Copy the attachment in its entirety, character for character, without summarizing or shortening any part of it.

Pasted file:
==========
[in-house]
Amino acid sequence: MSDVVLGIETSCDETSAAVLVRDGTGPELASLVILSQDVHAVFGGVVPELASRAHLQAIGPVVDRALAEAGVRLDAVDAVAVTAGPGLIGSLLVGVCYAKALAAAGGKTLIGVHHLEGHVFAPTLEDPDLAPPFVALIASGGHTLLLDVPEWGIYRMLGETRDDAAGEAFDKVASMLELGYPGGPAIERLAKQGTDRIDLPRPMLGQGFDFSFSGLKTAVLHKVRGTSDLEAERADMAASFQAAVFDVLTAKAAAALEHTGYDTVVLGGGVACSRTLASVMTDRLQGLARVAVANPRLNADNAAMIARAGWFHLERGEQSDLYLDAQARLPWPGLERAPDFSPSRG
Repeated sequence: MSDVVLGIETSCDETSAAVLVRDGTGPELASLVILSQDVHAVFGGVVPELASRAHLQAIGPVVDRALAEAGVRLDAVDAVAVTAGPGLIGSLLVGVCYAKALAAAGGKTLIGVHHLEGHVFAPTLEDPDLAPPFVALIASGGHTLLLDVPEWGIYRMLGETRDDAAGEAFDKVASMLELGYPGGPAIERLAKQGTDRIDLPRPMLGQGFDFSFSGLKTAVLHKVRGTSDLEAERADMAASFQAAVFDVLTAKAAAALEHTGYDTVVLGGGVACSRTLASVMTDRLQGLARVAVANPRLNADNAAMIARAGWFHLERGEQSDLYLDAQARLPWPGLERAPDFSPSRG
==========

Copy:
[in-house]
Amino acid sequence: MSDVVLGIETSCDETSAAVLVRDGTGPELASLVILSQDVHAVFGGVVPELASRAHLQAIGPVVDRALAEAGVRLDAVDAVAVTAGPGLIGSLLVGVCYAKALAAAGGKTLIGVHHLEGHVFAPTLEDPDLAPPFVALIASGGHTLLLDVPEWGIYRMLGETRDDAAGEAFDKVASMLELGYPGGPAIERLAKQGTDRIDLPRPMLGQGFDFSFSGLKTAVLHKVRGTSDLEAERADMAASFQAAVFDVLTAKAAAALEHTGYDTVVLGGGVACSRTLASVMTDRLQGLARVAVANPRLNADNAAMIARAGWFHLERGEQSDLYLDAQARLPWPGLERAPDFSPSRG
Repeated sequence: MSDVVLGIETSCDETSAAVLVRDGTGPELASLVILSQDVHAVFGGVVPELASRAHLQAIGPVVDRALAEAGVRLDAVDAVAVTAGPGLIGSLLVGVCYAKALAAAGGKTLIGVHHLEGHVFAPTLEDPDLAPPFVALIASGGHTLLLDVPEWGIYRMLGETRDDAAGEAFDKVASMLELGYPGGPAIERLAKQGTDRIDLPRPMLGQGFDFSFSGLKTAVLHKVRGTSDLEAERADMAASFQAAVFDVLTAKAAAALEHTGYDTVVLGGGVACSRTLASVMTDRLQGLARVAVANPRLNADNAAMIARAGWFHLERGEQSDLYLDAQARLPWPGLERAPDFSPSRG